Causes of Vitiligo
Vitiligo causes are related to both genetic and nongenetic factors. Although several theories have been proposed, the precise cause remains unknown.
Vitiligo is caused by a reduction, elimination, or absence of functional melanocytes. Melanin is the pigment in the body that colors skin and hair. It is produced in cells called melanocytes. Melanocytes are located in the upper skin and in the hair follicles. Areas of skin with patches of vitiligo have no or very few melanocytes. The melanocytes are either damaged or destroyed in the body. When melanin cannot be made, the pigment of the skin is lost.
The mechanism(s) of action for the depletion of melanocytes in vitiliginous skin are not well understood. In some cases, it appears to be an auto-immune system disorder, as immune system supressants have been shown to reduce the spread of vitiligo and allows repigmentation in some individuals. In other cases, it has been suggested that substances toxic to melanocytes are present in, or are introduced (from the environment) into, vitiligo skin and that certain people are genetically more susceptible to those substances than others. Genetic research has identified several regions of the human genome that may contribute to the condition, but none have been identified as definite markers. Recent research indicates that several systems contribute to the actual presentation of vitiligo, as opposed to a single pathway. Research involving the many pathways and possibilities that lead to vitiligo is ongoing.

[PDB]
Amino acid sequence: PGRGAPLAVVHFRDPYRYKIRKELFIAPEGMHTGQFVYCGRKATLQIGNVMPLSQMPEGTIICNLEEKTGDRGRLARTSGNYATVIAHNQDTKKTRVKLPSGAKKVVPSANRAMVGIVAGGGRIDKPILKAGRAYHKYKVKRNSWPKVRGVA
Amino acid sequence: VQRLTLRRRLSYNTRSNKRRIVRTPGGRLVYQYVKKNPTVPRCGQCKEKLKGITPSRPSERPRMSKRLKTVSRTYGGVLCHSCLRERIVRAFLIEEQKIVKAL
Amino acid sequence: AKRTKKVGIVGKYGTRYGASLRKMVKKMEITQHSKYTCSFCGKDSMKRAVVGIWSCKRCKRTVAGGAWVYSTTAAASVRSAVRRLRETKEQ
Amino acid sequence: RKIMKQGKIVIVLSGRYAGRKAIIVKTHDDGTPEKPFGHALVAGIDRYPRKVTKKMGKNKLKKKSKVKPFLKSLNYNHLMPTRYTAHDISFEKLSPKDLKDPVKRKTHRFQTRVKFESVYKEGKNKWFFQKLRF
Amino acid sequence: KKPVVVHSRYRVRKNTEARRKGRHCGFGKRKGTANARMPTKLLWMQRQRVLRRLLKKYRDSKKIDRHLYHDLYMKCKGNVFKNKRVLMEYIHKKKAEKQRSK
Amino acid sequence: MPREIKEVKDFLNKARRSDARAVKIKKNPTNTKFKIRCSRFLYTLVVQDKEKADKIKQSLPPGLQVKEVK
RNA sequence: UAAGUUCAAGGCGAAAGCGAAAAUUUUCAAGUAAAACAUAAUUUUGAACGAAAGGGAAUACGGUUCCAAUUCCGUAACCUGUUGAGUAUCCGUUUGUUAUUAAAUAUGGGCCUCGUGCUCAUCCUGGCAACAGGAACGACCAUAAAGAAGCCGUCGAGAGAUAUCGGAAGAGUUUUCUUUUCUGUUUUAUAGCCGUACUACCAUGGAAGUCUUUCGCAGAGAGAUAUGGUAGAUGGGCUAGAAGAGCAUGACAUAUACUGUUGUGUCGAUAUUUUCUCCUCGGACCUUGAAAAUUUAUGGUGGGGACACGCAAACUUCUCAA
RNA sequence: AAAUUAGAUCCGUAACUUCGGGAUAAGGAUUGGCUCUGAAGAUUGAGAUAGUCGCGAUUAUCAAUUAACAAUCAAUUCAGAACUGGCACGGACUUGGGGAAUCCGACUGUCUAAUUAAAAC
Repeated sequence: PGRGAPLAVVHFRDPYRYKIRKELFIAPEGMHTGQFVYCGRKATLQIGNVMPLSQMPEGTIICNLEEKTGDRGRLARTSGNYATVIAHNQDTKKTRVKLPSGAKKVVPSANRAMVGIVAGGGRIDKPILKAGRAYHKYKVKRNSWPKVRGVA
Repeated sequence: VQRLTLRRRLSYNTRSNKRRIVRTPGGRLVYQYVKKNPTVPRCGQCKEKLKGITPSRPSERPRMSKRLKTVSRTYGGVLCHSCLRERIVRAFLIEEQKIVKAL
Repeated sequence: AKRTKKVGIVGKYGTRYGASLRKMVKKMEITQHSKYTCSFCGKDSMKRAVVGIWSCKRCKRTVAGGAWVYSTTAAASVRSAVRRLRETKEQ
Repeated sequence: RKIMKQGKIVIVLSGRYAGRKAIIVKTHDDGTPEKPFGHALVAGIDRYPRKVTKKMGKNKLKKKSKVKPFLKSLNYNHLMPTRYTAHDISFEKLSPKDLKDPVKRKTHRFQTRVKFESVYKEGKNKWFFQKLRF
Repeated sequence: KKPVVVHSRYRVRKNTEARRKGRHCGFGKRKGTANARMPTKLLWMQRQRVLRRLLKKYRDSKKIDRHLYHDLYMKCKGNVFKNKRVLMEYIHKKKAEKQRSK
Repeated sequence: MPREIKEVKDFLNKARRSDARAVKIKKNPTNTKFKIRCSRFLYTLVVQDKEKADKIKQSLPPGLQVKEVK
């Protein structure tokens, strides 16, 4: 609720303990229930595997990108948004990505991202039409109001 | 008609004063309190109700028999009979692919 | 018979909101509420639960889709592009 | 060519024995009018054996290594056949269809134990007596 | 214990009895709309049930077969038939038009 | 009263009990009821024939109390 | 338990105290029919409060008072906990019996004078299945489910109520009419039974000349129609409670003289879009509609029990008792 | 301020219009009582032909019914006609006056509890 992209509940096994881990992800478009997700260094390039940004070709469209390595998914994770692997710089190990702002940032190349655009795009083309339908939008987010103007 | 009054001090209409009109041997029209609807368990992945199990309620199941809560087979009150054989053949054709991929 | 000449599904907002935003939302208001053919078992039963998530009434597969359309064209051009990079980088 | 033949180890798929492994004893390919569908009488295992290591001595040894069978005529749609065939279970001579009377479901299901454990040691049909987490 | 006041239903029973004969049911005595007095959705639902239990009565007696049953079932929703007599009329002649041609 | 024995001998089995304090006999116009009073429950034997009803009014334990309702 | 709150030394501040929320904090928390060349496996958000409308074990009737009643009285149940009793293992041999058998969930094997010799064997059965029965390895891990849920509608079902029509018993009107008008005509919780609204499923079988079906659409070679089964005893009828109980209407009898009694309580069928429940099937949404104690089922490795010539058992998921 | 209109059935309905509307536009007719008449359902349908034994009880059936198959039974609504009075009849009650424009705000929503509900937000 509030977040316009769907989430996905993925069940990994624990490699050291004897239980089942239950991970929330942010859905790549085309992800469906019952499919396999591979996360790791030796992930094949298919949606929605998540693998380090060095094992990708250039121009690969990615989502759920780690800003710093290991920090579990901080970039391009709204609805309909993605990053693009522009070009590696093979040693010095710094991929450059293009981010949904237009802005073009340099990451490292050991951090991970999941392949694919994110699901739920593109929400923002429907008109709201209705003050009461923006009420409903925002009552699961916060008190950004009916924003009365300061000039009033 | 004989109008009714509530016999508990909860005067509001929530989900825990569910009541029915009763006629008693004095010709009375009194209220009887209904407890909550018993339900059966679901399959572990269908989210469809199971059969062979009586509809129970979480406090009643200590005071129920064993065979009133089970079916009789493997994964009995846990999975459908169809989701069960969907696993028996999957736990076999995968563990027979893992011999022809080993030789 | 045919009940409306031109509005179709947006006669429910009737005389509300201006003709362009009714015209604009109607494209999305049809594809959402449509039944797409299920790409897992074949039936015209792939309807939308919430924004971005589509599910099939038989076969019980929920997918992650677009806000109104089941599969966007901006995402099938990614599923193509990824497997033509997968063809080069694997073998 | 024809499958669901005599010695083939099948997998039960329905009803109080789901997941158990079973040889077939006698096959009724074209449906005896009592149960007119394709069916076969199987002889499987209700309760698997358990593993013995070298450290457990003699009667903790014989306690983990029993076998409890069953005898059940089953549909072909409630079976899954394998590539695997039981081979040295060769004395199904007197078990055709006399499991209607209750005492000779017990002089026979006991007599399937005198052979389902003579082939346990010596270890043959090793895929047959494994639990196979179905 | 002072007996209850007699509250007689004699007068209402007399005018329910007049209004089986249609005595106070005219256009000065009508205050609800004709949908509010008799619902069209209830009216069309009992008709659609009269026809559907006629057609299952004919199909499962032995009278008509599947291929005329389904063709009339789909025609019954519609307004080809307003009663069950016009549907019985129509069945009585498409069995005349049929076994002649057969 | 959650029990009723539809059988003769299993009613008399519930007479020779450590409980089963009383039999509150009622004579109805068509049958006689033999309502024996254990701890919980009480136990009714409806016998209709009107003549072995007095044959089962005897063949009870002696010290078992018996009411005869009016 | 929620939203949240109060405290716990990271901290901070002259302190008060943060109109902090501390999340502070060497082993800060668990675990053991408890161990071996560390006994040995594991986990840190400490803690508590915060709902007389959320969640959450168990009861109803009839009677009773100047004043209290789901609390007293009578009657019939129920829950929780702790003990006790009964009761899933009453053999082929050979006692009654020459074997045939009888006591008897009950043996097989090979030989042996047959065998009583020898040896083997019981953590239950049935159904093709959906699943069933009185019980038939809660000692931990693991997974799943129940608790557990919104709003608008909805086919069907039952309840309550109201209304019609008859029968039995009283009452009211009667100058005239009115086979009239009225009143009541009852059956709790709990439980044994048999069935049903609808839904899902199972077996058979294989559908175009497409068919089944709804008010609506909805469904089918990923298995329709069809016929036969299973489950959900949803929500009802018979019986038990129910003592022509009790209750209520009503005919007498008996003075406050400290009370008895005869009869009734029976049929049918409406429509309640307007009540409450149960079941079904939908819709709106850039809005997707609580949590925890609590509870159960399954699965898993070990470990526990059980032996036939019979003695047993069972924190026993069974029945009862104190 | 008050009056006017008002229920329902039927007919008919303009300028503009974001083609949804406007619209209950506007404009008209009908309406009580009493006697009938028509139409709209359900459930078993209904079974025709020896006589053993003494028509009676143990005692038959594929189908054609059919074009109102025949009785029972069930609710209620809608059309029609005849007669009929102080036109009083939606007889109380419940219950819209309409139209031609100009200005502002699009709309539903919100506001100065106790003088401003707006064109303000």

Many people report that their vitiligo first appeared following a traumatic or stressful event, such as an accident, job loss, death of a family member, severe sunburn, or serious illness. The Koebner effect is frequently reported in clinical literature as instigating onset or aggravation of vitiligo regions. The Koebner effect describes a physical external stimulus affecting the disease state. While the connection between stress and onset of vitiligo is uncertain, scientists have identified markers that might indicate stressful events can trigger an autoimmune reaction such as vitiligo. In this manner, a field of dermatology termed “psychodermatology” has arisen which addresses a patient’s emotions and their mind-body interaction as it relates to their disorder.
Additional research has suggested deficiencies in certain vitamins and minerals including vitamins B12 and C, copper and zinc may contribute to vitiligo presentation. Clinical studies on vitamin and mineral deficiency are inconclusive, but suggest improvements may be had with supplementation. Other studies suggest antioxidant supplementation can improve patient’s vitiligo, though again these studies are inconclusive.
Current hypotheses on the mechanisms by which melanocytes are depleted include:
Autoimmune hypothesis: Originating from the observation that vitiligo is associated with some autoimmune diseases and that some forms of vitiligo respond to immune system suppressants. Both cellular and humoral factors responsible for autoimmune damage to melanocytes have been demonstrated. Although anti-melanocyte autoantibodies have been demonstrated in vitiligo, their role as a pathogen remains uncertain.
Autocytotoxic (or self-destruct) hypothesis: Suggests that some toxic molecules produced during the biosynthesis of melanin are responsible for melanocyte damage in susceptible individuals.
Neural hypothesis: Suggests that norepinephrine (which is toxic to melanocytes) is released from nerve endings killing melanocytes. In addition, norepinephrine induces an enzyme (MAO), which favors the formation of toxic levels of hydrogen peroxide in the vicinity of melanocytes, thereby injuring them.
Although vitiligo is asymptomatic and does not cause any physical discomfort or disability, it may be associated with devastating psychological and social consequences, greatly impacting a patient's Quality of Life (QoL). Since a person's appearance is a major determinant of his/her personality traits, vitiligo can have major impact on personality, social interactions, career, and everyday life.